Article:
its name. One site was quoting a synonym of T. exsiccata. This now seems to have settled, and T.
appears to be a separate species in Africa and America and Tathorhynchus fallax is the one
we get here. The book Moths of Australia (I.F.B. Common 1990) places Tathorhynchus fallax as a
subspecies of T. exsiccata.

The larval food plant in America is Lucern, also known as Alfalfa (Medicago sativa, FABACEAE), but according to Moths of Australia (I.F.B. Common 1990) the food plant in Australia has not been
recorded and I was unable to find any definite information.

Genus:-  Tathorhynchus
Species:- fallax


Wednesday, 23 May 2018

 Back to moths

After a short break I am back to sorting moths again.
I often complain about the lack of rain in our area, but after a trip through the outback regions of South Australia I really can't complain.  Areas of western New South Wales and out back regions of South Australia are in extreme drought.

In many areas we visited, large numbers of wild bees, (these are escaped European honey bees), are searching for water. Swarms of them surround you if any water is left out. The European bees are displacing the native bees in the wild.
Then there are the bush flies!! In their thousands.

It only takes about 5 minutes to go from the first photo to the second.


Rusicada revocans

Rusicada revocans CALPINAE EREBIDAE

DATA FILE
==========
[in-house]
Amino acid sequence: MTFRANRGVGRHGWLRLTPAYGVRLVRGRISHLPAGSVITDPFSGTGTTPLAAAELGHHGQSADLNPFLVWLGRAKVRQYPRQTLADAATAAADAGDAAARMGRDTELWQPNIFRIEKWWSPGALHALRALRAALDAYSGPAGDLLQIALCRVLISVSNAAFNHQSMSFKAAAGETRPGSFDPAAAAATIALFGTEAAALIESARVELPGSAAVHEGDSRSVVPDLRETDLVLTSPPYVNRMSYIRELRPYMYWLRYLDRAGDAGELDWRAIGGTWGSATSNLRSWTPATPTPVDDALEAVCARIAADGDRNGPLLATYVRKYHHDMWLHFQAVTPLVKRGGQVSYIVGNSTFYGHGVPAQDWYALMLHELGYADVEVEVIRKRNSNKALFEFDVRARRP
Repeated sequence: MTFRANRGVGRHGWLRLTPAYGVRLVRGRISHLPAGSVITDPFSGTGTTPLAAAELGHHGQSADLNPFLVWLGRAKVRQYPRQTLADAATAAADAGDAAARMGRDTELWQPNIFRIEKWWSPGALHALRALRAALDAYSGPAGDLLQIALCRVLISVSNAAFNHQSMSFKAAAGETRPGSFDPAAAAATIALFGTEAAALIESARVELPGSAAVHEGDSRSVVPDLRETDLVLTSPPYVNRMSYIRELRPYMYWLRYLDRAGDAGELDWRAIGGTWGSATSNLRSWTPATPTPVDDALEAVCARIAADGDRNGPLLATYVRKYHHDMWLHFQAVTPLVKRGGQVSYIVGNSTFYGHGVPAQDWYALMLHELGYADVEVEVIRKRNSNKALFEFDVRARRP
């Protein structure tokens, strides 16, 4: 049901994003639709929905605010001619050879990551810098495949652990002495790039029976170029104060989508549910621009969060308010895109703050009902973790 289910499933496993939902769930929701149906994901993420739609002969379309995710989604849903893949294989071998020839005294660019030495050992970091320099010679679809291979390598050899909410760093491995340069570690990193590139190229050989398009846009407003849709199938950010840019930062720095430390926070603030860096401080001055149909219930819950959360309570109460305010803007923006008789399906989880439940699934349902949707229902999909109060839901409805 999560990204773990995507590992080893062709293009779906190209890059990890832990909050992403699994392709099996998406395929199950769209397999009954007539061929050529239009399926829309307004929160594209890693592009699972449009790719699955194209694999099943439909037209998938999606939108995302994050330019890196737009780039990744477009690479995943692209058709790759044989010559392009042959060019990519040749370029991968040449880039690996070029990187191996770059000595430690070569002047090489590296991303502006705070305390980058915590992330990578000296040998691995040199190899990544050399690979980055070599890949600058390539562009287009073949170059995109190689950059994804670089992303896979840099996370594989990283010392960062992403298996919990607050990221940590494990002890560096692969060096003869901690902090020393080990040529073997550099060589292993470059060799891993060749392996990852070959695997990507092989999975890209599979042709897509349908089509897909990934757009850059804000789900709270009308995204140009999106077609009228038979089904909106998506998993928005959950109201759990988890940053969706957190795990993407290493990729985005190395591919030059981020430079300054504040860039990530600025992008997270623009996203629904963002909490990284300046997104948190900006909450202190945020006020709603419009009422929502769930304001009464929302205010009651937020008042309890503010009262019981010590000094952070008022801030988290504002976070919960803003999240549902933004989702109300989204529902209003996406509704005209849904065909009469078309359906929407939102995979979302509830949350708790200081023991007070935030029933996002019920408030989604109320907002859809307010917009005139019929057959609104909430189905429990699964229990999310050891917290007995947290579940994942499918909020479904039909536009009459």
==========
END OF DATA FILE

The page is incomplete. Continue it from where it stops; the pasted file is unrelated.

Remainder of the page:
The larval food plants for this moth are mainly plants in the MALVACEAE and STERCULIACEAE families. In our case we have one plant, Yellow Trumpet Mallow, (Abutilon tubulosum, Family: MALVACEAE) right outside our lounge room window.

We also have another plant  Native Hibiscus, (Hibiscus eterophyllus Family: MALVACEAE), in a number of places in the yard. Photos of these plants are on the blog and search for MALVACEAE and STERCULIACEAE.
The moth is also sometimes a fruit piercing moth and is therefore an agricultural pest.

Sub Family:- CALPINAE
Genus:-  Rusicada
Species:- revocans


Rhapsa suscitatalis

 Rhapsa suscitatalis EREBINAE EREBIDAE
I was not able to find anything much about these moths and their biology.
Although the moth is usually seen with its labial palps pointed forward, it is also possible for them to fold the labial palps back to in front of the head.

Sub Family:-  EREBINAE
Genus:- Rhapsa
Species:- suscitatalis


Wednesday, 25 April 2018



Genus:- Proteuxoa
Species:- flexirena



 Proteuxoa Poss tortisigna AMPHIPYRINAE NOCTUIDAE

 Below are two very similar moths. They may be the same species, it is too difficult to be sure. There are some definite differences in the dark areas at the end of the fore wings, but I think this is pretty slim evidence to base a positive ID on. The names I have provided may give a clue as to where to look if you are trying to identify a similar moth.

In fact I think there are really only the two moths that they are likely to be, P. paragypsa and P. tortisigna. If you take into account that the only areas that P. paragypsa have been collected are south of Sydney, that puts a fairly strong case for both of these moths to be P. tortisigna.

Genus:- Proteuxoa
Species:- Sp Probably tortisigna

Genus:- Proteuxoa
Species:- Sp Possibly either paragypsa or tortisigna